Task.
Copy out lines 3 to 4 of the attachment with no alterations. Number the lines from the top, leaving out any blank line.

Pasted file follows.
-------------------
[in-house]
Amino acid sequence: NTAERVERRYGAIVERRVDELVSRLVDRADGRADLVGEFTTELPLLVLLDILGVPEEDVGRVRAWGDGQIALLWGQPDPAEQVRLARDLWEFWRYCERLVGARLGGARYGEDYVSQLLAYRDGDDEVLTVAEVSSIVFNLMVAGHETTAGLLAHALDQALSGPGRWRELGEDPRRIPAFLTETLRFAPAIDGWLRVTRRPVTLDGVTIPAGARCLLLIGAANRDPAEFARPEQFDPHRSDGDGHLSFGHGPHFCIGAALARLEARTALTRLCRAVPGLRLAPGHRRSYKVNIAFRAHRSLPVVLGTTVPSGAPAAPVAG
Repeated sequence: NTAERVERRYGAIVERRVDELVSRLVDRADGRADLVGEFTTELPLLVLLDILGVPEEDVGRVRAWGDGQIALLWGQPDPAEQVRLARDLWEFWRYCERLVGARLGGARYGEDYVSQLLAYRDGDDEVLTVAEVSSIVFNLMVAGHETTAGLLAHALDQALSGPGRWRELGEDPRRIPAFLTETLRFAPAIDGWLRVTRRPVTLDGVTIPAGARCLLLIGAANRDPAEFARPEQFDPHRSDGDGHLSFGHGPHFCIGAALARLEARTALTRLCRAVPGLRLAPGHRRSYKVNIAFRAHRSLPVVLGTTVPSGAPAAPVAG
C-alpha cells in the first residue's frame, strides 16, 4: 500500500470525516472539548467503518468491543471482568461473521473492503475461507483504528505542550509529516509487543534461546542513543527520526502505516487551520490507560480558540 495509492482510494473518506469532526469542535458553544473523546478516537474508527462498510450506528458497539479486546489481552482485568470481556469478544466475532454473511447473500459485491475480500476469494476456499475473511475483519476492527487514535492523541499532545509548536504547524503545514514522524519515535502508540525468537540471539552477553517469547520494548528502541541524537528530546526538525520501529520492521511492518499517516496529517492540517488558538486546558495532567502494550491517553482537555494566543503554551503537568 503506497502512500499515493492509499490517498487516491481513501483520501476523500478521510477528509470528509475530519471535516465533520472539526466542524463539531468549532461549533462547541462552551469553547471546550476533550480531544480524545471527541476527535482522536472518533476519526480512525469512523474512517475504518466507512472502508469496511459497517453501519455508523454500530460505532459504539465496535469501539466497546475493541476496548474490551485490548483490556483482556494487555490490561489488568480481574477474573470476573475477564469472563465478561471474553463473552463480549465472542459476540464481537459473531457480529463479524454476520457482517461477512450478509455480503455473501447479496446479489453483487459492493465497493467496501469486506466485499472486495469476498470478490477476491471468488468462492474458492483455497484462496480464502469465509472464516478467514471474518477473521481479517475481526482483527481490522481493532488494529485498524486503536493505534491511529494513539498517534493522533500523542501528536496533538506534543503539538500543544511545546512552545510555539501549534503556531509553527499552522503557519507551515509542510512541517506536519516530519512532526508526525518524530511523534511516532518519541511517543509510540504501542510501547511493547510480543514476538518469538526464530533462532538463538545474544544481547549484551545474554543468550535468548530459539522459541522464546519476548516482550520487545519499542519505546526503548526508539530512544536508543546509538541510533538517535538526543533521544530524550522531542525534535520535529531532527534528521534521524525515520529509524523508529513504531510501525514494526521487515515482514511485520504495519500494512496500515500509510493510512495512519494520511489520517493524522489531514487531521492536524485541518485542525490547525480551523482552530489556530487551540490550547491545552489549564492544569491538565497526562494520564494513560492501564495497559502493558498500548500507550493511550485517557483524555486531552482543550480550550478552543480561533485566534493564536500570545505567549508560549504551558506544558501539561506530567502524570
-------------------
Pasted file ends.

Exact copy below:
Repeated sequence: NTAERVERRYGAIVERRVDELVSRLVDRADGRADLVGEFTTELPLLVLLDILGVPEEDVGRVRAWGDGQIALLWGQPDPAEQVRLARDLWEFWRYCERLVGARLGGARYGEDYVSQLLAYRDGDDEVLTVAEVSSIVFNLMVAGHETTAGLLAHALDQALSGPGRWRELGEDPRRIPAFLTETLRFAPAIDGWLRVTRRPVTLDGVTIPAGARCLLLIGAANRDPAEFARPEQFDPHRSDGDGHLSFGHGPHFCIGAALARLEARTALTRLCRAVPGLRLAPGHRRSYKVNIAFRAHRSLPVVLGTTVPSGAPAAPVAG
C-alpha cells in the first residue's frame, strides 16, 4: 500500500470525516472539548467503518468491543471482568461473521473492503475461507483504528505542550509529516509487543534461546542513543527520526502505516487551520490507560480558540 495509492482510494473518506469532526469542535458553544473523546478516537474508527462498510450506528458497539479486546489481552482485568470481556469478544466475532454473511447473500459485491475480500476469494476456499475473511475483519476492527487514535492523541499532545509548536504547524503545514514522524519515535502508540525468537540471539552477553517469547520494548528502541541524537528530546526538525520501529520492521511492518499517516496529517492540517488558538486546558495532567502494550491517553482537555494566543503554551503537568 503506497502512500499515493492509499490517498487516491481513501483520501476523500478521510477528509470528509475530519471535516465533520472539526466542524463539531468549532461549533462547541462552551469553547471546550476533550480531544480524545471527541476527535482522536472518533476519526480512525469512523474512517475504518466507512472502508469496511459497517453501519455508523454500530460505532459504539465496535469501539466497546475493541476496548474490551485490548483490556483482556494487555490490561489488568480481574477474573470476573475477564469472563465478561471474553463473552463480549465472542459476540464481537459473531457480529463479524454476520457482517461477512450478509455480503455473501447479496446479489453483487459492493465497493467496501469486506466485499472486495469476498470478490477476491471468488468462492474458492483455497484462496480464502469465509472464516478467514471474518477473521481479517475481526482483527481490522481493532488494529485498524486503536493505534491511529494513539498517534493522533500523542501528536496533538506534543503539538500543544511545546512552545510555539501549534503556531509553527499552522503557519507551515509542510512541517506536519516530519512532526508526525518524530511523534511516532518519541511517543509510540504501542510501547511493547510480543514476538518469538526464530533462532538463538545474544544481547549484551545474554543468550535468548530459539522459541522464546519476548516482550520487545519499542519505546526503548526508539530512544536508543546509538541510533538517535538526543533521544530524550522531542525534535520535529531532527534528521534521524525515520529509524523508529513504531510501525514494526521487515515482514511485520504495519500494512496500515500509510493510512495512519494520511489520517493524522489531514487531521492536524485541518485542525490547525480551523482552530489556530487551540490550547491545552489549564492544569491538565497526562494520564494513560492501564495497559502493558498500548500507550493511550485517557483524555486531552482543550480550550478552543480561533485566534493564536500570545505567549508560549504551558506544558501539561506530567502524570